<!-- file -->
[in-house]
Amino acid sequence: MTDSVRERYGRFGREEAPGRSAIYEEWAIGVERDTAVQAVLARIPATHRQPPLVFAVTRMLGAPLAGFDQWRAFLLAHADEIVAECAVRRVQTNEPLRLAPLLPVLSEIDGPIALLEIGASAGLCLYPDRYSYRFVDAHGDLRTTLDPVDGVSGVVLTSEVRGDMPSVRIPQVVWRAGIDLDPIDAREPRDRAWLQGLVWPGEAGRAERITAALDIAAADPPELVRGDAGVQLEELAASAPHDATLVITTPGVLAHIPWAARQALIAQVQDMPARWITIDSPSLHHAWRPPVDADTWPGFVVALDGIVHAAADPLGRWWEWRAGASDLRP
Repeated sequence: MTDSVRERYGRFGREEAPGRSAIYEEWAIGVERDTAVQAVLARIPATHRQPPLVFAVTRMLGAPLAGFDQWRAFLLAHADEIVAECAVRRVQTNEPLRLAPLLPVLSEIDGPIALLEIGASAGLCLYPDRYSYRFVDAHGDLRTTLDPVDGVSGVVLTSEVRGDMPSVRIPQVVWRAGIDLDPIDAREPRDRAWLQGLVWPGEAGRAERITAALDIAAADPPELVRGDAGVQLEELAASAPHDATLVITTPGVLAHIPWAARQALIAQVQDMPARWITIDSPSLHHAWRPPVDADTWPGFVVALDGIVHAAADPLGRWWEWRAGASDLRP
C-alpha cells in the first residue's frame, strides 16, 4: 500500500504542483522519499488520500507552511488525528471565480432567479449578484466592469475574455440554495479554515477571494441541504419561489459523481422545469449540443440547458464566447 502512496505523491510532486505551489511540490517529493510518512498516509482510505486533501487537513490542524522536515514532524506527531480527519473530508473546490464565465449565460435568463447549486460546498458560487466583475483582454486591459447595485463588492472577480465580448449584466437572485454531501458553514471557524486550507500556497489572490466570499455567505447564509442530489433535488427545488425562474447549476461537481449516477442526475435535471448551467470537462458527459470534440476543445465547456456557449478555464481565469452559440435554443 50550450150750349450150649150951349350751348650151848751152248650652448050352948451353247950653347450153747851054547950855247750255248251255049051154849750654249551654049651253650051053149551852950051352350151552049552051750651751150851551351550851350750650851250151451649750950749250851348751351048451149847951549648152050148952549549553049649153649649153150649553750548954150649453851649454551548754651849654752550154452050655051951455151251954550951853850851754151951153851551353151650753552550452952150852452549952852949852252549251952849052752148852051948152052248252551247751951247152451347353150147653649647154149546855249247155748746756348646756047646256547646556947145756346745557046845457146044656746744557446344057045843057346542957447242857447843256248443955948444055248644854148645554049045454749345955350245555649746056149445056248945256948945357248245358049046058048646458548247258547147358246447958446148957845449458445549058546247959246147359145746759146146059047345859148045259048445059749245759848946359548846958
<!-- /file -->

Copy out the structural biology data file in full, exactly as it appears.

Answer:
[in-house]
Amino acid sequence: MTDSVRERYGRFGREEAPGRSAIYEEWAIGVERDTAVQAVLARIPATHRQPPLVFAVTRMLGAPLAGFDQWRAFLLAHADEIVAECAVRRVQTNEPLRLAPLLPVLSEIDGPIALLEIGASAGLCLYPDRYSYRFVDAHGDLRTTLDPVDGVSGVVLTSEVRGDMPSVRIPQVVWRAGIDLDPIDAREPRDRAWLQGLVWPGEAGRAERITAALDIAAADPPELVRGDAGVQLEELAASAPHDATLVITTPGVLAHIPWAARQALIAQVQDMPARWITIDSPSLHHAWRPPVDADTWPGFVVALDGIVHAAADPLGRWWEWRAGASDLRP
Repeated sequence: MTDSVRERYGRFGREEAPGRSAIYEEWAIGVERDTAVQAVLARIPATHRQPPLVFAVTRMLGAPLAGFDQWRAFLLAHADEIVAECAVRRVQTNEPLRLAPLLPVLSEIDGPIALLEIGASAGLCLYPDRYSYRFVDAHGDLRTTLDPVDGVSGVVLTSEVRGDMPSVRIPQVVWRAGIDLDPIDAREPRDRAWLQGLVWPGEAGRAERITAALDIAAADPPELVRGDAGVQLEELAASAPHDATLVITTPGVLAHIPWAARQALIAQVQDMPARWITIDSPSLHHAWRPPVDADTWPGFVVALDGIVHAAADPLGRWWEWRAGASDLRP
C-alpha cells in the first residue's frame, strides 16, 4: 500500500504542483522519499488520500507552511488525528471565480432567479449578484466592469475574455440554495479554515477571494441541504419561489459523481422545469449540443440547458464566447 502512496505523491510532486505551489511540490517529493510518512498516509482510505486533501487537513490542524522536515514532524506527531480527519473530508473546490464565465449565460435568463447549486460546498458560487466583475483582454486591459447595485463588492472577480465580448449584466437572485454531501458553514471557524486550507500556497489572490466570499455567505447564509442530489433535488427545488425562474447549476461537481449516477442526475435535471448551467470537462458527459470534440476543445465547456456557449478555464481565469452559440435554443 50550450150750349450150649150951349350751348650151848751152248650652448050352948451353247950653347450153747851054547950855247750255248251255049051154849750654249551654049651253650051053149551852950051352350151552049552051750651751150851551351550851350750650851250151451649750950749250851348751351048451149847951549648152050148952549549553049649153649649153150649553750548954150649453851649454551548754651849654752550154452050655051951455151251954550951853850851754151951153851551353151650753552550452952150852452549952852949852252549251952849052752148852051948152052248252551247751951247152451347353150147653649647154149546855249247155748746756348646756047646256547646556947145756346745557046845457146044656746744557446344057045843057346542957447242857447843256248443955948444055248644854148645554049045454749345955350245555649746056149445056248945256948945357248245358049046058048646458548247258547147358246447958446148957845449458445549058546247959246147359145746759146146059047345859148045259048445059749245759848946359548846958